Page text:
According to Lancet, the age-standardised death rates for non-communicable diseases (NCDs) are now higher than those of HIV/AIDS and tuberculosis combined, with cardiovascular disease being the leading category of NCDs, especially in black women.
With 29 September being World Heart Day, UCOOK CEO, Peter Allerstorfer, challenges South Africans to reduce their risk of heart disease by living healthier lives.
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“The implications of a bad diet and stressful lifestyle are immense, affecting our overall health and quality of life,” he says.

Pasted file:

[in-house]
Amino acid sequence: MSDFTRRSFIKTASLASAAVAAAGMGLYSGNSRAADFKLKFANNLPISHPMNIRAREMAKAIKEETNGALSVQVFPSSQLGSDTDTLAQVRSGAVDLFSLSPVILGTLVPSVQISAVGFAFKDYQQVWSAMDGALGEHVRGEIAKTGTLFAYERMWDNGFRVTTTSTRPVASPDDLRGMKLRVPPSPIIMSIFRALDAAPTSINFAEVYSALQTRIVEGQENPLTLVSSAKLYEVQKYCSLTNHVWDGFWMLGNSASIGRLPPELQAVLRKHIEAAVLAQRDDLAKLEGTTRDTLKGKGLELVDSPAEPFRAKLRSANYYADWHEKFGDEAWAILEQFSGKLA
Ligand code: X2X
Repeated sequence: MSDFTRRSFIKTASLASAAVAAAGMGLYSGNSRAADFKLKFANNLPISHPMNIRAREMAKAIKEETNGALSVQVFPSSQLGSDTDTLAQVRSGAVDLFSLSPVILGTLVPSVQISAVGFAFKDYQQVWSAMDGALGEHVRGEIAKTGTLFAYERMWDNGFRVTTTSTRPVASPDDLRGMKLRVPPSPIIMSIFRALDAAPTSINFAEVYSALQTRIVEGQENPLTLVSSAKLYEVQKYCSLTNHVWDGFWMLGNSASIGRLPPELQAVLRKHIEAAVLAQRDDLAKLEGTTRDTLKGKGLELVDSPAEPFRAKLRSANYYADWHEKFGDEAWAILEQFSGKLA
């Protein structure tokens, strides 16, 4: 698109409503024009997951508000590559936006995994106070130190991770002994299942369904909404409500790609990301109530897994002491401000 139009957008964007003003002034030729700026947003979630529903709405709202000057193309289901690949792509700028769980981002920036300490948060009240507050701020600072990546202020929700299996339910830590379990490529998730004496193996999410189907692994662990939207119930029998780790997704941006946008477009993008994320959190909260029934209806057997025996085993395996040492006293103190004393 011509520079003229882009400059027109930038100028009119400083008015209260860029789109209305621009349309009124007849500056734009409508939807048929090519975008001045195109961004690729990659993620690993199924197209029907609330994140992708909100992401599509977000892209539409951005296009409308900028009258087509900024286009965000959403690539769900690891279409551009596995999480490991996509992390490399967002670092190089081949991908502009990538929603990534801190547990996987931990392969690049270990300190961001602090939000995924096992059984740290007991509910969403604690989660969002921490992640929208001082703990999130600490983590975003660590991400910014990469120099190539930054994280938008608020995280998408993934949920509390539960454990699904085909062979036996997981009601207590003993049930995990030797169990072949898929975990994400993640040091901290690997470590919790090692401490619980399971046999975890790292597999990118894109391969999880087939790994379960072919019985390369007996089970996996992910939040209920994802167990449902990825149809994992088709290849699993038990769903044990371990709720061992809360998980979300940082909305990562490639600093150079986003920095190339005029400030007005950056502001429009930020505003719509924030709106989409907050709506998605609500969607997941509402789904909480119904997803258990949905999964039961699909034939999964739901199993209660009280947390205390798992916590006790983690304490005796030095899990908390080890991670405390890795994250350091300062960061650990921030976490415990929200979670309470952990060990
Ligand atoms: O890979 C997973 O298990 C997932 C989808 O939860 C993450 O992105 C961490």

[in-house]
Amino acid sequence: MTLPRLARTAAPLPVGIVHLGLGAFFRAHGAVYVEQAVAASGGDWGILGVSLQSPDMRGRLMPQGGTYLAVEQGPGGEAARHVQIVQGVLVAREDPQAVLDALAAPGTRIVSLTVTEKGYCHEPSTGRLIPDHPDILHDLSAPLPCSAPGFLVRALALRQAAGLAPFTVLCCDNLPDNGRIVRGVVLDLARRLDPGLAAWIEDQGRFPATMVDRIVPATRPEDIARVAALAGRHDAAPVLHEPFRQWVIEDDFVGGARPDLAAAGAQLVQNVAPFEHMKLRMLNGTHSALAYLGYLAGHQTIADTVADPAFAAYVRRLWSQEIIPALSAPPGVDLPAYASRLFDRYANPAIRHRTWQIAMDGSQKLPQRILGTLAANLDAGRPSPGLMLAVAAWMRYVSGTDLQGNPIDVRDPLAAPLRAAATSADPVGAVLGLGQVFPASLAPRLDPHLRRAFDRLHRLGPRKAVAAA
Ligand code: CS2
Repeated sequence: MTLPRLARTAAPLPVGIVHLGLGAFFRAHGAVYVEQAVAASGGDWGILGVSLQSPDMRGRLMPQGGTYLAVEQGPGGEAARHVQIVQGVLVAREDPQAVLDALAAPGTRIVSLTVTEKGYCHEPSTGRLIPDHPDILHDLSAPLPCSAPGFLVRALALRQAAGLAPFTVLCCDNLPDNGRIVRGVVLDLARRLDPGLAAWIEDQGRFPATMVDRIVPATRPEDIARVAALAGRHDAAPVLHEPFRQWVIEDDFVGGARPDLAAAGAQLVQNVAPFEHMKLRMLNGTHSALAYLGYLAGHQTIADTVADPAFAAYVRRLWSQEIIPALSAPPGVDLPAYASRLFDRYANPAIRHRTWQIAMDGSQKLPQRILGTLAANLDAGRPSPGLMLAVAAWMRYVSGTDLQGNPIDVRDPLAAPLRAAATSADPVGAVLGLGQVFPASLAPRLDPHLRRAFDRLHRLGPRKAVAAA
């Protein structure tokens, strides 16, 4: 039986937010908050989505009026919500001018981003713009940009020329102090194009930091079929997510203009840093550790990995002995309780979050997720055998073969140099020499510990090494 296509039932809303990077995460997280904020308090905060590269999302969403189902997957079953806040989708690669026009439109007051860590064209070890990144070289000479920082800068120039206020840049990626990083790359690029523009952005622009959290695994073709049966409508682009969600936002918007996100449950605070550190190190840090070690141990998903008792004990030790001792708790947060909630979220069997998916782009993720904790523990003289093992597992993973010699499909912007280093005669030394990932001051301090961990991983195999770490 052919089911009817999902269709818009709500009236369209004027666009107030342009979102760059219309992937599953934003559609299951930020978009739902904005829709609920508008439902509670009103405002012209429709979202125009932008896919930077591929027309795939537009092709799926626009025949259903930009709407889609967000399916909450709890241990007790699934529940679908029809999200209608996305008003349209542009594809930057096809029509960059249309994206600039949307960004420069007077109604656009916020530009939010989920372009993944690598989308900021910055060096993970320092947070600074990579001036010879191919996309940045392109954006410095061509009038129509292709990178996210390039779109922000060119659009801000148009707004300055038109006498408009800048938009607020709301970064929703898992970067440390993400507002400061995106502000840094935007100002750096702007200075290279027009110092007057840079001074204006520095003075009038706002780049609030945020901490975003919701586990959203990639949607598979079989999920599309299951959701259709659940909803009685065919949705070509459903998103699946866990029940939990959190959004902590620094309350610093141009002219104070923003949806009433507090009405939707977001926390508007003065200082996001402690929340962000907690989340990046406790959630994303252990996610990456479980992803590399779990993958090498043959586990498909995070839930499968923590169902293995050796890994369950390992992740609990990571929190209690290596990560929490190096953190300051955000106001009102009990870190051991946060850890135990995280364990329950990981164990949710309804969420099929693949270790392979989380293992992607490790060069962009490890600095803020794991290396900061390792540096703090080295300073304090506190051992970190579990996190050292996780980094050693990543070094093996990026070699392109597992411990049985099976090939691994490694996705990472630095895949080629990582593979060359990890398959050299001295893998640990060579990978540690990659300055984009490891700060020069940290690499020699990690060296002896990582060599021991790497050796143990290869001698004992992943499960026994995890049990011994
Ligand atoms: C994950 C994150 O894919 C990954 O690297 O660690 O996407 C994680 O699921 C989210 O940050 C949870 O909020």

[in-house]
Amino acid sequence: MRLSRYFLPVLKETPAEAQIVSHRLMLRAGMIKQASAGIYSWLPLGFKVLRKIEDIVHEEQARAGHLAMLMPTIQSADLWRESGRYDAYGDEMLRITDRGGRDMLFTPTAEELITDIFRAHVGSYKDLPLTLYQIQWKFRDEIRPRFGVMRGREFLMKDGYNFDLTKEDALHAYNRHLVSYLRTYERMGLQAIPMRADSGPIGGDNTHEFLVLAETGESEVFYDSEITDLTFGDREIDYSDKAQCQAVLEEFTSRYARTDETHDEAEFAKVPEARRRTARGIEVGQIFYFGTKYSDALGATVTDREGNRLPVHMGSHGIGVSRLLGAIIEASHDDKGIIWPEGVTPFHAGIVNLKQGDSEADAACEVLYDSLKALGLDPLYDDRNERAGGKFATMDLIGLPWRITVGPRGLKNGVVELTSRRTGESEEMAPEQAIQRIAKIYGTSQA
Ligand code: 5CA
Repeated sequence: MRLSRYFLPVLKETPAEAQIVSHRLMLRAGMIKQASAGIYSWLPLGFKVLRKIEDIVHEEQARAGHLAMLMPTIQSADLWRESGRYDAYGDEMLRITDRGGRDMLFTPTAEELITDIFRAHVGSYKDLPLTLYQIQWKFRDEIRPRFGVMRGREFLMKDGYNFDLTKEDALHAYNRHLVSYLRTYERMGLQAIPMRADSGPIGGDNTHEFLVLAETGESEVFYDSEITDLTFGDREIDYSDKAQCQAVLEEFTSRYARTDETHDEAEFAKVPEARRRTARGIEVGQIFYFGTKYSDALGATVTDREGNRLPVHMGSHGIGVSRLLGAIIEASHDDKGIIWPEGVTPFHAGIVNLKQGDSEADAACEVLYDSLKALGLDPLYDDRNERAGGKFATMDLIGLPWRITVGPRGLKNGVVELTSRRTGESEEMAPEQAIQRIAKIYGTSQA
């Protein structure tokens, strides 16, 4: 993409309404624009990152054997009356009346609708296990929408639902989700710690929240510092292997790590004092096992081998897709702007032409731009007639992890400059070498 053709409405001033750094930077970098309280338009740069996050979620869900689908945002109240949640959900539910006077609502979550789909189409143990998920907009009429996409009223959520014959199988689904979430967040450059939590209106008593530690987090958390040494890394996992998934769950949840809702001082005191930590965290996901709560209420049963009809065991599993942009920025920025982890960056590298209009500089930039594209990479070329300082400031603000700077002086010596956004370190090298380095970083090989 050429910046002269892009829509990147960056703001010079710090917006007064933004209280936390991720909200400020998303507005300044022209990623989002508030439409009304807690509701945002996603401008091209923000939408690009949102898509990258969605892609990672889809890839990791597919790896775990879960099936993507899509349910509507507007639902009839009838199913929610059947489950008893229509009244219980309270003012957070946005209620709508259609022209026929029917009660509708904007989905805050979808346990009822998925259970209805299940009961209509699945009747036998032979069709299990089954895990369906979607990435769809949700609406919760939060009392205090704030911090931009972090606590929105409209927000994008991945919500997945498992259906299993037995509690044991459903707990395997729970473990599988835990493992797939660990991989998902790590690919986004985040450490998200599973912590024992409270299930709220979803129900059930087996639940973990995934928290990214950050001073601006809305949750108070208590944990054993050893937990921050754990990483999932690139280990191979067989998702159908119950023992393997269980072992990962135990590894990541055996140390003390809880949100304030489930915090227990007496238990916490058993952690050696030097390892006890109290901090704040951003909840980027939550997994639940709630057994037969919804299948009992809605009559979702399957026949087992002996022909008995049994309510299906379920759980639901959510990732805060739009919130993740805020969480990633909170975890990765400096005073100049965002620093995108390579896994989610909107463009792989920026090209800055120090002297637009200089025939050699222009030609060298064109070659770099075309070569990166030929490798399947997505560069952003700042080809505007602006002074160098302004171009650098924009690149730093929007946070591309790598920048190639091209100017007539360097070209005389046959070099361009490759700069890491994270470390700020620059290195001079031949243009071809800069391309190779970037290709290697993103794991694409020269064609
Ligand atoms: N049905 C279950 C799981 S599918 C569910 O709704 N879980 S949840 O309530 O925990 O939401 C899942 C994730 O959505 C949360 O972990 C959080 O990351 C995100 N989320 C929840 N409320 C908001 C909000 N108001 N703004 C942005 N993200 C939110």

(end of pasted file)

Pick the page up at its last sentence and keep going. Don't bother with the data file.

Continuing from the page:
“Simple changes in our everyday lives can make a substantial difference to our health and livelihood."
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He offers 5 lifestyle changes one can implement for a healthier heart.
Limit your consumption of alcohol
Manage your stress
Stress often leads to unhealthy behaviours – you console yourself with indulgent food choices, spending a little more time on the couch than usual and drinking more. Help to manage stress better by prepping meals weekly so that you don’t make unhealthy fast food choices, as well as setting yourself a reminder to go for a walk or take a breather to break the tension cycle.
Be conscious of your diet